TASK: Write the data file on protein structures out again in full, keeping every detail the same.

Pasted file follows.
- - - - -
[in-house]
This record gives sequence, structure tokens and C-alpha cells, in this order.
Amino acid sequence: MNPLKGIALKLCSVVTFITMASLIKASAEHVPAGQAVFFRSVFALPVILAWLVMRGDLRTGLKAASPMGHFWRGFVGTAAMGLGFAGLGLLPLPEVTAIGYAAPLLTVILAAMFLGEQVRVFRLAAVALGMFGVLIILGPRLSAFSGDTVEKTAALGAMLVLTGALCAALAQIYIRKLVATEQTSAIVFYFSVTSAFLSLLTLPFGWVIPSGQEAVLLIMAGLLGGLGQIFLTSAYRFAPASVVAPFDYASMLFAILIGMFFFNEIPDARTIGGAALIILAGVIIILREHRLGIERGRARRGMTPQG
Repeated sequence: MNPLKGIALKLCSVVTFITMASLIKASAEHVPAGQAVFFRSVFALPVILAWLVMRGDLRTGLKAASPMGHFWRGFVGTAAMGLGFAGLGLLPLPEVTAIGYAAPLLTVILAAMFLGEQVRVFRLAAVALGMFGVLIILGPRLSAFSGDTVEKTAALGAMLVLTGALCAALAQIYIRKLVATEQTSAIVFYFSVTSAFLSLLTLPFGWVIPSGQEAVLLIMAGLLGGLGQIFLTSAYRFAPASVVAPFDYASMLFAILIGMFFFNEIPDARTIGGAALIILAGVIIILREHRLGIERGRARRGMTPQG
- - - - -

[in-house]
This record gives sequence, structure tokens and C-alpha cells, in this order.
Amino acid sequence: MNPLKGIALKLCSVVTFITMASLIKASAEHVPAGQAVFFRSVFALPVILAWLVMRGDLRTGLKAASPMGHFWRGFVGTAAMGLGFAGLGLLPLPEVTAIGYAAPLLTVILAAMFLGEQVRVFRLAAVALGMFGVLIILGPRLSAFSGDTVEKTAALGAMLVLTGALCAALAQIYIRKLVATEQTSAIVFYFSVTSAFLSLLTLPFGWVIPSGQEAVLLIMAGLLGGLGQIFLTSAYRFAPASVVAPFDYASMLFAILIGMFFFNEIPDARTIGGAALIILAGVIIILREHRLGIERGRARRGMTPQG
Repeated sequence: MNPLKGIALKLCSVVTFITMASLIKASAEHVPAGQAVFFRSVFALPVILAWLVMRGDLRTGLKAASPMGHFWRGFVGTAAMGLGFAGLGLLPLPEVTAIGYAAPLLTVILAAMFLGEQVRVFRLAAVALGMFGVLIILGPRLSAFSGDTVEKTAALGAMLVLTGALCAALAQIYIRKLVATEQTSAIVFYFSVTSAFLSLLTLPFGWVIPSGQEAVLLIMAGLLGGLGQIFLTSAYRFAPASVVAPFDYASMLFAILIGMFFFNEIPDARTIGGAALIILAGVIIILREHRLGIERGRARRGMTPQG